As in his first novel, La traición de Rita Hayworth (1968; Betrayed by Rita Hayworth, 1971), Puig explores the phenomenon of popular culture and the force of its fantasies in the lives of the people. Jean Harlow loved it when Clark Gable treated her roughly. It was the look in Joan Bennett’s eyes that made Edward G. Robinson think of murder. As long as one can smile (and this toothpaste lets one smile), one can be successful. “A woman’s lips set the frozen north aflame,” but for the modern woman (who uses this lipstick), personality is more important than beauty.
This sentimental view of reality is reflected in the written texts produced by the characters of the novel, the letters and diary entries. The police report of the murder of Francisco Catalino, on the other hand, presents a detailed but unemotional account of the crime, and the gypsy’s reading of Juan Carlos’ future accurately interprets his vapid, opportunistic hedonism.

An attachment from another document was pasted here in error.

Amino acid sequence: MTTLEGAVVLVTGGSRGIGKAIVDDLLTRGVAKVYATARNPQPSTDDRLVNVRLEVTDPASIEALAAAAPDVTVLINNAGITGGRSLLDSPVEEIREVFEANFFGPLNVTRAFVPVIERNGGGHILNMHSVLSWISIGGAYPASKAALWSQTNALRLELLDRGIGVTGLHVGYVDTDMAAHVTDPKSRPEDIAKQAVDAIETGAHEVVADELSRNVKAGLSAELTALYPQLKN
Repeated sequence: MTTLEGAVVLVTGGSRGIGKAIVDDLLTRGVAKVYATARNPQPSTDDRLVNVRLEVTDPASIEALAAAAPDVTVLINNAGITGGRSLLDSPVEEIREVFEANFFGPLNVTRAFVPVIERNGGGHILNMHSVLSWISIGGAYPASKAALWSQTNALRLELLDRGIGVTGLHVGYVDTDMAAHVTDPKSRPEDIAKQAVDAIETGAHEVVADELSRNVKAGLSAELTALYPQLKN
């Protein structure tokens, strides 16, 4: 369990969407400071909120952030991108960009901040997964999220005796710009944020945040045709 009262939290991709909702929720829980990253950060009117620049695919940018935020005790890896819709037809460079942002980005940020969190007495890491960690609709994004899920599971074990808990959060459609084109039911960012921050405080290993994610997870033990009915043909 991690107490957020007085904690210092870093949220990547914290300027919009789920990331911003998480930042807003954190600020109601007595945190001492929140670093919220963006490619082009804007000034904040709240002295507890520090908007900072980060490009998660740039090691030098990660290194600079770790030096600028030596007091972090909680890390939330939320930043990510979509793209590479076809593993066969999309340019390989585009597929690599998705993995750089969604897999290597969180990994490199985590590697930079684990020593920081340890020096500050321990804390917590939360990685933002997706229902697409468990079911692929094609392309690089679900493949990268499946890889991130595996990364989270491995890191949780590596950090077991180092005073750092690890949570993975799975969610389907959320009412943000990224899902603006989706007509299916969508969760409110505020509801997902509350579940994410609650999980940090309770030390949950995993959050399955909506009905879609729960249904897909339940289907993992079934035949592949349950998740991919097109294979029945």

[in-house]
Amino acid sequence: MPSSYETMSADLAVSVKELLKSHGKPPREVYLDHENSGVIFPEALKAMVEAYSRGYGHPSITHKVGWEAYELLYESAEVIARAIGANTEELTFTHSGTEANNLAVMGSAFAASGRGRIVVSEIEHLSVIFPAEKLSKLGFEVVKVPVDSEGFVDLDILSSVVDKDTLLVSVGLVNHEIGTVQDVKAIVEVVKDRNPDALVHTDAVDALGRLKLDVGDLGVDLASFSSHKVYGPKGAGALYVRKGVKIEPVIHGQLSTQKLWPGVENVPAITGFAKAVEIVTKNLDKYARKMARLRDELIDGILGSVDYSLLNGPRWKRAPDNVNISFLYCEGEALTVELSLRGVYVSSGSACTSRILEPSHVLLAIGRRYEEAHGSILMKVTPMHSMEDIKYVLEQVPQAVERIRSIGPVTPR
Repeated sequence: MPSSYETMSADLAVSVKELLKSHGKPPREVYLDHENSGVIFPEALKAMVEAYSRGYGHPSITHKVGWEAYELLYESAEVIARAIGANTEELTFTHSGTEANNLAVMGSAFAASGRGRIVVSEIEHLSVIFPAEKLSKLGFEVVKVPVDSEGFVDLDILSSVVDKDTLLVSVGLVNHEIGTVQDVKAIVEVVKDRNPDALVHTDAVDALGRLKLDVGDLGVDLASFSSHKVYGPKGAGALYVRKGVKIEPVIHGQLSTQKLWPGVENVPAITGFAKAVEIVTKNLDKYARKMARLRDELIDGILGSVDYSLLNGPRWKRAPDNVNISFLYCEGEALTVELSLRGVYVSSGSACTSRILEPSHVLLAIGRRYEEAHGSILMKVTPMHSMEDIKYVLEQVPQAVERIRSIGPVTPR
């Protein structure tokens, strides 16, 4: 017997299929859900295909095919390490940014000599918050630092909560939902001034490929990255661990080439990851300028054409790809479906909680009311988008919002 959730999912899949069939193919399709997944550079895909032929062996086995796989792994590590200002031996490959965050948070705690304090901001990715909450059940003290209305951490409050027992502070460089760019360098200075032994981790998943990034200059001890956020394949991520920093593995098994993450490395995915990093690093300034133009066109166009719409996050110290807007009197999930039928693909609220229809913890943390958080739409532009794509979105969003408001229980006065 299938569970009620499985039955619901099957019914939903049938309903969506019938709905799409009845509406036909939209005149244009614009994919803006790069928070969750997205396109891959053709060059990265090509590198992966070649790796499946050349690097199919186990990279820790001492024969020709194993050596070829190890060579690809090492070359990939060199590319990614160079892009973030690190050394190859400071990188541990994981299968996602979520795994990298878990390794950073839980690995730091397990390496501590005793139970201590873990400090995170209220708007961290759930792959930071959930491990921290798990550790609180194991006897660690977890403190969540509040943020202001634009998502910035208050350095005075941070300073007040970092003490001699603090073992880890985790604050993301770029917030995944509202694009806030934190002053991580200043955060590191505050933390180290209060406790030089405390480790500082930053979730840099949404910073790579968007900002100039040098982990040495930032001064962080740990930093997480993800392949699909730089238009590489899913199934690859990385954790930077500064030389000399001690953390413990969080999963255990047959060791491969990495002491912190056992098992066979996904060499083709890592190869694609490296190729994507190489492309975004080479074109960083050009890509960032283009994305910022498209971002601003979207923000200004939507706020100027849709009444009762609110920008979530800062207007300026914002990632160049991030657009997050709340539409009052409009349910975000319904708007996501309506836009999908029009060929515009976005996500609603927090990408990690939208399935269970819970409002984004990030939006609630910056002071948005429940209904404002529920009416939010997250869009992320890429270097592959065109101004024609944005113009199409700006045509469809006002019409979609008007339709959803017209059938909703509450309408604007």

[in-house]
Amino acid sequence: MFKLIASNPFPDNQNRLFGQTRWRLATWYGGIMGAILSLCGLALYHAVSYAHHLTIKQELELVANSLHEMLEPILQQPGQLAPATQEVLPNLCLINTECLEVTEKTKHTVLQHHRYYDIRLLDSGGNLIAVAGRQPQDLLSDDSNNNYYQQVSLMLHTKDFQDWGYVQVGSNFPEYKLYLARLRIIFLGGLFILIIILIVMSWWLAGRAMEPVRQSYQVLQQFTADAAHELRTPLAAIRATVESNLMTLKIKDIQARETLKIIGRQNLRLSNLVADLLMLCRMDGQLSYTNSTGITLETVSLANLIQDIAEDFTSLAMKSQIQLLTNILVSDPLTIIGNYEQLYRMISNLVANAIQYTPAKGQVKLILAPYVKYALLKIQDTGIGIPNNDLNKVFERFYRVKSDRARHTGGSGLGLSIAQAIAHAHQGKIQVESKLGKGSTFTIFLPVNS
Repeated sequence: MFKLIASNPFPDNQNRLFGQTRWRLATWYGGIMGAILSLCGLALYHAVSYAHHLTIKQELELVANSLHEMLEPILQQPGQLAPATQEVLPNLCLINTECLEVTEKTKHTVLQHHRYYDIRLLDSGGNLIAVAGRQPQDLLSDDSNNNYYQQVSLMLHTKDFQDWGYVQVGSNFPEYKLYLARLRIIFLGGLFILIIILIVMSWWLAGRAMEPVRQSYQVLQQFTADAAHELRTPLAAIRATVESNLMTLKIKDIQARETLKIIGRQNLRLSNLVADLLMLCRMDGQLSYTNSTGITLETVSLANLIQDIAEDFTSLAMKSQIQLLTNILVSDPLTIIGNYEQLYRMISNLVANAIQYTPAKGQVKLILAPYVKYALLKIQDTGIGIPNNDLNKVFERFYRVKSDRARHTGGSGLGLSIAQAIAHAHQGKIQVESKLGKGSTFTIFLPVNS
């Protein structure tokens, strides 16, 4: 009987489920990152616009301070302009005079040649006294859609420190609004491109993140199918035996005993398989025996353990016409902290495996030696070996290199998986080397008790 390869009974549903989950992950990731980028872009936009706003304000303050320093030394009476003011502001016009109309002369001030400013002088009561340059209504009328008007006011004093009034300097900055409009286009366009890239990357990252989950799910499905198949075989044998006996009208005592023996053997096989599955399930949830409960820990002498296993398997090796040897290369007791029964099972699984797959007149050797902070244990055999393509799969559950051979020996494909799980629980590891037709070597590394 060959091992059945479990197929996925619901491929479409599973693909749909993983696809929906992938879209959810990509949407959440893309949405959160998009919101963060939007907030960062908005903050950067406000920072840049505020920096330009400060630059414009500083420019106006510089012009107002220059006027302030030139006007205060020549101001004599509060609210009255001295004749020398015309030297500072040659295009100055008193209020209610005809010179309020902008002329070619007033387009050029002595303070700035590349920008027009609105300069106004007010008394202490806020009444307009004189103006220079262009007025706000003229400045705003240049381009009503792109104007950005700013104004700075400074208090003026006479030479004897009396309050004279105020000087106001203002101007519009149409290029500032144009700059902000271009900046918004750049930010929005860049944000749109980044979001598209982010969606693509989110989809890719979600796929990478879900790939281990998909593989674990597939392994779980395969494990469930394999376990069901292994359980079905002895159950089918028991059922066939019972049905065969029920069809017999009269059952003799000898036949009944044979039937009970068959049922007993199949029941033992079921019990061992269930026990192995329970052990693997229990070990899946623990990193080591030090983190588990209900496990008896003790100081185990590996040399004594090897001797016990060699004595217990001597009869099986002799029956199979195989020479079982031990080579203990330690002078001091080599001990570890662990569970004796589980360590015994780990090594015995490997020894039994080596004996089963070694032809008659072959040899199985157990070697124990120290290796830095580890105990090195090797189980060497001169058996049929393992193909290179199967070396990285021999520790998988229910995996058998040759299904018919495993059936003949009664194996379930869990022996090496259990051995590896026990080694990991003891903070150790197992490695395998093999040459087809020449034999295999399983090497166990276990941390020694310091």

The novelistic text, then, is a parody of the stereotypes of popular culture, in that the testimonies of many of the characters who are emotionally involved with Juan Carlos create their own stereotype of him. The truth lurking behind that image emerges from the text as a whole. Just as the objective critic of popular culture can understand the conflict of the ideal vision of life and the reality of experience, the objective narrator and reader can perceive the truth beneath...
(The entire section is 576 words.)